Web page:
A year or so after my first unplanned dismount from Riley, I was invited to ride my mom’s coworker’s daughter’s horse.
Elsie, the coworker, had a farmette just a few miles west of our town where her family raised Rottweilers and happened to have a brown and white horse named Tanya. The striking paint lived in their three-stall barn that matched their big brown house.
I was told to ride Tanya any time I wanted to, which of course was every waking moment. In reality I think I only got to ride the mare a half dozen times.
Riding Tanya was really something because this family had lots of land which meant room to roam. Once I helped groom and tack up Tanya, I was on my own and left to ride how and where I pleased.
The most memorable ride of the Tanya era occurred when my older teenage sister, Renee, helped me tack up one day. She put the Western saddle on the sweet horse. Renee had taken horsemanship at Camp Timber-Lee in Wisconsin, but I think she missed out on the finer points of tacking up. She was more into makeup, pom poms and boys. Maybe she tuned out on the crucial saddling safety info from summer camp.
There’s a real knack to tightening a Western cinch that requires lots of pulling and then a specific kind of knot, somewhat like the kind of knot used for a man’s tie. To make matters even more challenging, some horses tend to puff up their bellies while getting cinched up. When the person putting on the saddle is done monkeying with the girth, the horse will then unpuff and the saddle will fit nice and loose. This is not ideal. Maybe for the horse, but definitely not for the rider.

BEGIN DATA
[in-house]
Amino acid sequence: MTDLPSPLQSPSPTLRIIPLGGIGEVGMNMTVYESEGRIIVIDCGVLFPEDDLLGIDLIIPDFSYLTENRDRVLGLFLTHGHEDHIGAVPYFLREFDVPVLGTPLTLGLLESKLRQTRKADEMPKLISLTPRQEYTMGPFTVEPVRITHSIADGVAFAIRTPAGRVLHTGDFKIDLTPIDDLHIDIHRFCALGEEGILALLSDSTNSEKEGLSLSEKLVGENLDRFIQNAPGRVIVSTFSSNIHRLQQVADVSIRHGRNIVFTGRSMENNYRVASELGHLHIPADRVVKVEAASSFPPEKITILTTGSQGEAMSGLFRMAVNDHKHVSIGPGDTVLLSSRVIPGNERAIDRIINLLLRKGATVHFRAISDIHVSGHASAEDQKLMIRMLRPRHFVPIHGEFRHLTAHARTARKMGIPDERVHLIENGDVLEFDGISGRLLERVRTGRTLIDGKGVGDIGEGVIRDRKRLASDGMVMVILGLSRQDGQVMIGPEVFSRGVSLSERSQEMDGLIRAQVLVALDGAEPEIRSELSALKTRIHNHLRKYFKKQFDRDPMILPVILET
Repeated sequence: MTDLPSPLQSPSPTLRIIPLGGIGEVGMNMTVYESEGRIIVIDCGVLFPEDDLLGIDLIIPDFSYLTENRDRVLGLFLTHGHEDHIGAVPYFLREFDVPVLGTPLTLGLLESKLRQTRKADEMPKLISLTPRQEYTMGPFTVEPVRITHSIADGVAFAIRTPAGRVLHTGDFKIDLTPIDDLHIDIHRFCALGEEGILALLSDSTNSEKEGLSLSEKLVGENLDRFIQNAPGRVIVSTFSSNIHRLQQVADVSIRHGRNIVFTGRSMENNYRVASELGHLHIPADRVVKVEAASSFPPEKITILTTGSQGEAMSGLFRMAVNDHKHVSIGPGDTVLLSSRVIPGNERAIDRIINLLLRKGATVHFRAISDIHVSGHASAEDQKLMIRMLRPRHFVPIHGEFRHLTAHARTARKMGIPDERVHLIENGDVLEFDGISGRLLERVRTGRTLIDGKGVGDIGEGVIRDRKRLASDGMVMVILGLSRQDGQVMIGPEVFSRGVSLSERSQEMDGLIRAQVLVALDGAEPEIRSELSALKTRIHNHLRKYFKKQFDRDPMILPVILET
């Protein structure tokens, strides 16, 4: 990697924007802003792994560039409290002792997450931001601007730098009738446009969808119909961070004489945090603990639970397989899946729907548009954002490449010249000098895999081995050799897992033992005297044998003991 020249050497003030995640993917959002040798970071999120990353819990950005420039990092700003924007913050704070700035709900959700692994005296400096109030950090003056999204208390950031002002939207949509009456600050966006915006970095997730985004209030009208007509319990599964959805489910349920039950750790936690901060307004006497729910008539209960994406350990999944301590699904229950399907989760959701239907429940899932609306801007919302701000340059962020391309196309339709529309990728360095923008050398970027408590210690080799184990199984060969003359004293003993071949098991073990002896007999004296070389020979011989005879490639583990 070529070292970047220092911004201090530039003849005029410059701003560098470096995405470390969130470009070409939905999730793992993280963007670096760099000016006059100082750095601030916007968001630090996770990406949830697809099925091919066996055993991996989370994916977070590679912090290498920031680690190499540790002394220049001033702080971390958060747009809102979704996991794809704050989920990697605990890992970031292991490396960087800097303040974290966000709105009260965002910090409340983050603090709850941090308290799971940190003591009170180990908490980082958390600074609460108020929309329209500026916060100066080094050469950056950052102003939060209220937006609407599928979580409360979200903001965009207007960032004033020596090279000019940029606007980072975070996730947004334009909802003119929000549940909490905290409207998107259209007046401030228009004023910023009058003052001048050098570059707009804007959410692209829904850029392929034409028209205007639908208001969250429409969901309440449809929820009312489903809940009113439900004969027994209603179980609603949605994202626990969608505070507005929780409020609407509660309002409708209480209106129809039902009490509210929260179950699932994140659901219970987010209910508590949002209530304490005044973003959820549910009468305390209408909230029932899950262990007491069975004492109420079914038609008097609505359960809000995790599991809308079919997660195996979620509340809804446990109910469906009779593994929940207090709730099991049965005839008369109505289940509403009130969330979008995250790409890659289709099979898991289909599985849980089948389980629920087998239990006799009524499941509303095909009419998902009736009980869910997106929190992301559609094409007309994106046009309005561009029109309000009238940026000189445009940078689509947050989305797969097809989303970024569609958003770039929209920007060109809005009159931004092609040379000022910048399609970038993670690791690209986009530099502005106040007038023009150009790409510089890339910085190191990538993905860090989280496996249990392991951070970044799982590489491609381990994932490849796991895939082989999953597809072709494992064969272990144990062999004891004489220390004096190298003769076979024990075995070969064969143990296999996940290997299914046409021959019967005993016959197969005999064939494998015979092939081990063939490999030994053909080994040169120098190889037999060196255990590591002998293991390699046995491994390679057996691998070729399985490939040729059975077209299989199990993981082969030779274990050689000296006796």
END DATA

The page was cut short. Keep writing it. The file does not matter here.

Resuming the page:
About two minutes into my happy ride on Tanya as I was imagining I was a cowgirl, I found myself hanging upside down under the mare’s belly like a bat in a cave. I was still seated in the saddle, but instead of having a view of the horse’s mane and ears, I was looking between her front legs and hooves. I don’t recommend this maneuver.
I slid my feet out of the stirrups and plopped down in a tangle on the lawn, under the horse. I was a little stunned, but I wasn’t hurt. I got up, brushed myself off, and led Tanya, saddle draped beneath her, back to the barn. The horse didn’t flinch.
Elsie’s daughter was home and knew the trick to tightening a cinch and tying the Western knot. She put the saddle back on–the right way. I did what every horse person knows you must do when you fall off a horse: I got back in the saddle and rode away, but not without first sneering at my sister.